From the late 1940s to the late 1980s, the story that drove conservative politics was that of the Cold War. It was the story of an epic conflict between the good guys -- the God-fearing, freedom-loving, capitalist United States of America -- and the bad guys -- the atheistic, repressive, communist USSR. Every political event, from antiwar protests to the United Nations to national health care, could be understood within the frame of this conflict.
As the Cold War began to dissipate in the 1980s, a new breed of conservatives sought to replace this story with one called the Culture War. This was the story of an epic conflict between the good guys -- the God-fearing, freedom-loving, capitalist "ordinary" Americans -- and the bad guys -- the elitist, secularist, socialist, tyrannical liberals and their black, gay, and Latino allies. Every political event, from environmental regulation to financial crisis to national health care, could be understood within the frame of this conflict. Many of those promoting this story explicitly compared it to the Cold War.
Yeah, they ran outta commies to blame so they had to make some outta whomever was handy - US.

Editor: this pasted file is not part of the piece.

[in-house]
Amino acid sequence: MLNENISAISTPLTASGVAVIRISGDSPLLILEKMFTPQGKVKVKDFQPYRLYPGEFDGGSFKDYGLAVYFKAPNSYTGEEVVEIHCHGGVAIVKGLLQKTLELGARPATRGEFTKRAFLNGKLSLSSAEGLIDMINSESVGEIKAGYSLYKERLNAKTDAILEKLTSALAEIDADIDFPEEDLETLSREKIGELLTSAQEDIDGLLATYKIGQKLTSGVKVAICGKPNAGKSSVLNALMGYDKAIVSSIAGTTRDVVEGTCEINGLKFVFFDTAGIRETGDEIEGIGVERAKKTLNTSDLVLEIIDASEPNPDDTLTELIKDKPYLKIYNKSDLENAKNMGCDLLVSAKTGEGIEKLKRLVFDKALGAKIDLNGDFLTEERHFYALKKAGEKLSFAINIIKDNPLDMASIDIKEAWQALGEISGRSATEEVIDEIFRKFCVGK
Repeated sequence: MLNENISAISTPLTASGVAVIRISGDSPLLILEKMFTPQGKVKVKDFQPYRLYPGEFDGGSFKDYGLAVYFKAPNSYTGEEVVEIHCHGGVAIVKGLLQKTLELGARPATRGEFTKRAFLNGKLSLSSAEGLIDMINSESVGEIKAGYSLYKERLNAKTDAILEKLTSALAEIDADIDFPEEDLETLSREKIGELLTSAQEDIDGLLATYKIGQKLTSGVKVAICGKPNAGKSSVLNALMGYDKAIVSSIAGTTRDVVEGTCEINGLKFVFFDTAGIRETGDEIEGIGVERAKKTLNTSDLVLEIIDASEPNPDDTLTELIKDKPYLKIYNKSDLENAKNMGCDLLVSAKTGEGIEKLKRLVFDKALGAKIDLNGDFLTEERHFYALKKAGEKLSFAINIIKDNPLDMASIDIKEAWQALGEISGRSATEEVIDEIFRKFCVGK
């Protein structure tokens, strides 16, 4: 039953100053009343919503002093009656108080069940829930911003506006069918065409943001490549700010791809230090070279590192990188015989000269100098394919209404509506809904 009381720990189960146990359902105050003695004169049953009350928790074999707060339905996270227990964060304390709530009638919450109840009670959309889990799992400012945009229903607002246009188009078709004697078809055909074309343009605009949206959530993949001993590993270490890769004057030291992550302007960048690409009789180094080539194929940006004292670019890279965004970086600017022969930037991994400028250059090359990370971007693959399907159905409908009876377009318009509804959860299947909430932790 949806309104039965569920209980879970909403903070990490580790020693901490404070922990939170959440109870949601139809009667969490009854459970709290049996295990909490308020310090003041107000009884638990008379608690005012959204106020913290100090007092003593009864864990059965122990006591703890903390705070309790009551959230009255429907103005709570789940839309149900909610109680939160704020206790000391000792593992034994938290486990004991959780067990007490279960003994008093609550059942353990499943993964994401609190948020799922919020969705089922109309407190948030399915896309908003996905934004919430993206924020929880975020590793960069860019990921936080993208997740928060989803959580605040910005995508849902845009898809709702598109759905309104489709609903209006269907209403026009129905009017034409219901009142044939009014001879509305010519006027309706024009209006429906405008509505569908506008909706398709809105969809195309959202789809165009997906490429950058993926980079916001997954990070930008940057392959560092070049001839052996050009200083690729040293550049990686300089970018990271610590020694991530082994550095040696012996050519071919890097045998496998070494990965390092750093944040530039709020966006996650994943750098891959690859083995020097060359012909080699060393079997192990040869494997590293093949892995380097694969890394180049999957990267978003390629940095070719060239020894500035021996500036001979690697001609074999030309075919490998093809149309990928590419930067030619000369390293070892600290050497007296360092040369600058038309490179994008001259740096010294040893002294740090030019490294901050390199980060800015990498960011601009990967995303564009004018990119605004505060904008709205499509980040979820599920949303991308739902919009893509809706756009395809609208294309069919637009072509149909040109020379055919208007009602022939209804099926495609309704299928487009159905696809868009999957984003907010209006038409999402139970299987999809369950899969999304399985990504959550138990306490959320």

The Culture War story has been particularly appealing to many conservatives because of the way that it vindicates an American social group that had fallen into disfavor. After the civil rights movement, racial and religious tolerance became preeminent virtues in modern American society. As social barriers from race to gender to sexual orientation fell like dominoes, the media disparaged and ridiculed racists, xenophobes, and religious dogmatists who fought the changes.
The Culture War narrative turns this modern worldview upside down. In this story, white, Christian conservatives are the victims; liberals and minorities are the intolerant bigots who oppress them. That's the reason that Fox News has spent so much time presenting President Obama, Justice Sotomayor, and a host of black, Latino, or gay officials as anti-white, anti-Christian, and anti-American.
The election of a black president did not create the extreme right-wing backlash any more than the recession did. Rather, Obama's election fit neatly into a narrative that has been steadily gaining popularity for thirty years and thus stoked a fire that had long been burning and spreading through both economic booms and busts. Until the country can shake itself free from this narrative, the paranoia that we have seen the past two years will continue to seduce millions of Americans.
In other words, when pigs fly.